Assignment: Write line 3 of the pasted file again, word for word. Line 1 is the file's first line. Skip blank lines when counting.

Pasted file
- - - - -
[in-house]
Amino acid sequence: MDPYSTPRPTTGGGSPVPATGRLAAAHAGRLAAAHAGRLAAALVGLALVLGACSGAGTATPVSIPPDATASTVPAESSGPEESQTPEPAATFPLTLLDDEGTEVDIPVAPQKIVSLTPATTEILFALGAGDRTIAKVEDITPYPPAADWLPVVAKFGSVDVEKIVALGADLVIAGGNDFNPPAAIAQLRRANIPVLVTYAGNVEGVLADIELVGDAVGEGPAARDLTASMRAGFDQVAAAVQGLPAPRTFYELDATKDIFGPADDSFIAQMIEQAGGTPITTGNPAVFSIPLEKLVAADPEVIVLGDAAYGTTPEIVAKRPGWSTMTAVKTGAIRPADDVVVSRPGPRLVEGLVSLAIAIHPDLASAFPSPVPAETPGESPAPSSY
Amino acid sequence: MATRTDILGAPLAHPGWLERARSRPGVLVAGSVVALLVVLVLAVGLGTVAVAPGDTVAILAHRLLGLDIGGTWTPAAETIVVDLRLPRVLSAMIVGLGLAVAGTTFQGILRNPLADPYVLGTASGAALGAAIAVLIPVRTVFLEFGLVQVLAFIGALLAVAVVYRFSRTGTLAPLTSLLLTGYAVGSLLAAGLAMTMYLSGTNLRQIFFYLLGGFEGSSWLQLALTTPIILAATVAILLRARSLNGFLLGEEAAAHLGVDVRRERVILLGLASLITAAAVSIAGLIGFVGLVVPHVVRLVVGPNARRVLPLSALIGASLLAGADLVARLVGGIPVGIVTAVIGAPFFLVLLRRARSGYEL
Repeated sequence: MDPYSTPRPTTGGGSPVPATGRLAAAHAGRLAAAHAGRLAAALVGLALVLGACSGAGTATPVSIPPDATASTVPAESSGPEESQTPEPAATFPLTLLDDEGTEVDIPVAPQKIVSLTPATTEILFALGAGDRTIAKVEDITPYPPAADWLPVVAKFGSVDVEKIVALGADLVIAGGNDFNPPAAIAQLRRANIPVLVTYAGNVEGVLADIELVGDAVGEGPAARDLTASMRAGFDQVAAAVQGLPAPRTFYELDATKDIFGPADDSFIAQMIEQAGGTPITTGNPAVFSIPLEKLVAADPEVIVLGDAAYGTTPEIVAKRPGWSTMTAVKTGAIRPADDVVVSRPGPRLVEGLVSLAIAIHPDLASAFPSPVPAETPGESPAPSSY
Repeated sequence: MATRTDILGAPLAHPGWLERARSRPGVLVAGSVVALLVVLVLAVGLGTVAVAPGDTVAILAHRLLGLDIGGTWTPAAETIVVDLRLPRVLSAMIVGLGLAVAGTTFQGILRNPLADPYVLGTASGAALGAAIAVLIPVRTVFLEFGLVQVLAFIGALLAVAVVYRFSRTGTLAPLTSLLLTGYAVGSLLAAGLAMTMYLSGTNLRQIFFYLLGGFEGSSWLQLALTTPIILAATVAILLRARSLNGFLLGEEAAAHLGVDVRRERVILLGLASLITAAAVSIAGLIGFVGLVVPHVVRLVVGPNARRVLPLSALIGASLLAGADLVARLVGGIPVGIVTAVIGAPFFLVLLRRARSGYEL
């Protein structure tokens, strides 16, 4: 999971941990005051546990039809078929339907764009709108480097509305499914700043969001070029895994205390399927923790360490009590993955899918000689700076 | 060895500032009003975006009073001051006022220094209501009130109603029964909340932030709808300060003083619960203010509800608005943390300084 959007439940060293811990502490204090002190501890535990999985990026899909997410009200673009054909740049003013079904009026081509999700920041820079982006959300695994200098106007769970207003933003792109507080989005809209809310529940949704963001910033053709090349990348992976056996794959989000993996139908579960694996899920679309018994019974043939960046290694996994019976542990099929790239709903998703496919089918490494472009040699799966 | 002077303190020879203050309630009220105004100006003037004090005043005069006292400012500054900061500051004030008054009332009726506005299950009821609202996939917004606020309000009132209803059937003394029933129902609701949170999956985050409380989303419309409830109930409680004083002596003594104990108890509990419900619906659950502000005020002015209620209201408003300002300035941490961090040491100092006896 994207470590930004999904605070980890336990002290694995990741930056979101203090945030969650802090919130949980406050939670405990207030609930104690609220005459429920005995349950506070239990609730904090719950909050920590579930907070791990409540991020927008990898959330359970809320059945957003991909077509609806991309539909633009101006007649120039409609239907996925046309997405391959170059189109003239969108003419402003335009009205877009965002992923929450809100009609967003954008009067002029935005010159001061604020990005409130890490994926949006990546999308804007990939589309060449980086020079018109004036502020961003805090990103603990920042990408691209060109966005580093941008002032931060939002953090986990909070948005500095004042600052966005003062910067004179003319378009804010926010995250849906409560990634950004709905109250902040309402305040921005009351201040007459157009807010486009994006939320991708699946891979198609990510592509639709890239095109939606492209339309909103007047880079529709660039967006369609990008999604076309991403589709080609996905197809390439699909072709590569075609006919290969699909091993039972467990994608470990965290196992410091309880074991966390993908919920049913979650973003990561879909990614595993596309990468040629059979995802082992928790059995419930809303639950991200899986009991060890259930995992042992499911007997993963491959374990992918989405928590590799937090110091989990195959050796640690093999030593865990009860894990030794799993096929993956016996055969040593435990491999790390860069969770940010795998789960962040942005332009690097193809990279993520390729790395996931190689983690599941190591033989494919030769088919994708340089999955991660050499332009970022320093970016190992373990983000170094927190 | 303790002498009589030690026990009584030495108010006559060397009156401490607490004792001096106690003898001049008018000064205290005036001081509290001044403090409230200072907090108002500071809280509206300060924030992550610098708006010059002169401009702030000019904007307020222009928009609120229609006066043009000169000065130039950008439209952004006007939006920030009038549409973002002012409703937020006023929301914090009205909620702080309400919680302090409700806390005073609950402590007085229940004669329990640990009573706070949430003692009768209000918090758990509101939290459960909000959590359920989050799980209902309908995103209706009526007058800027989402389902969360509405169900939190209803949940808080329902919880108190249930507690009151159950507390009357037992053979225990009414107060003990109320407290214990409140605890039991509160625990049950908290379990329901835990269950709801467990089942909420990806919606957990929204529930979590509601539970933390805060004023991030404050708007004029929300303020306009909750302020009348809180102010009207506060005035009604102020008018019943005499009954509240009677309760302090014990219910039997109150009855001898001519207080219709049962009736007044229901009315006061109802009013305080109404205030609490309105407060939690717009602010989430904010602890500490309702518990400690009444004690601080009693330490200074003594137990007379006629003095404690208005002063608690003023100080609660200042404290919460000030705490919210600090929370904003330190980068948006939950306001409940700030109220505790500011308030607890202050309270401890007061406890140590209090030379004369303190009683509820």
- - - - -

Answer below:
Amino acid sequence: MATRTDILGAPLAHPGWLERARSRPGVLVAGSVVALLVVLVLAVGLGTVAVAPGDTVAILAHRLLGLDIGGTWTPAAETIVVDLRLPRVLSAMIVGLGLAVAGTTFQGILRNPLADPYVLGTASGAALGAAIAVLIPVRTVFLEFGLVQVLAFIGALLAVAVVYRFSRTGTLAPLTSLLLTGYAVGSLLAAGLAMTMYLSGTNLRQIFFYLLGGFEGSSWLQLALTTPIILAATVAILLRARSLNGFLLGEEAAAHLGVDVRRERVILLGLASLITAAAVSIAGLIGFVGLVVPHVVRLVVGPNARRVLPLSALIGASLLAGADLVARLVGGIPVGIVTAVIGAPFFLVLLRRARSGYEL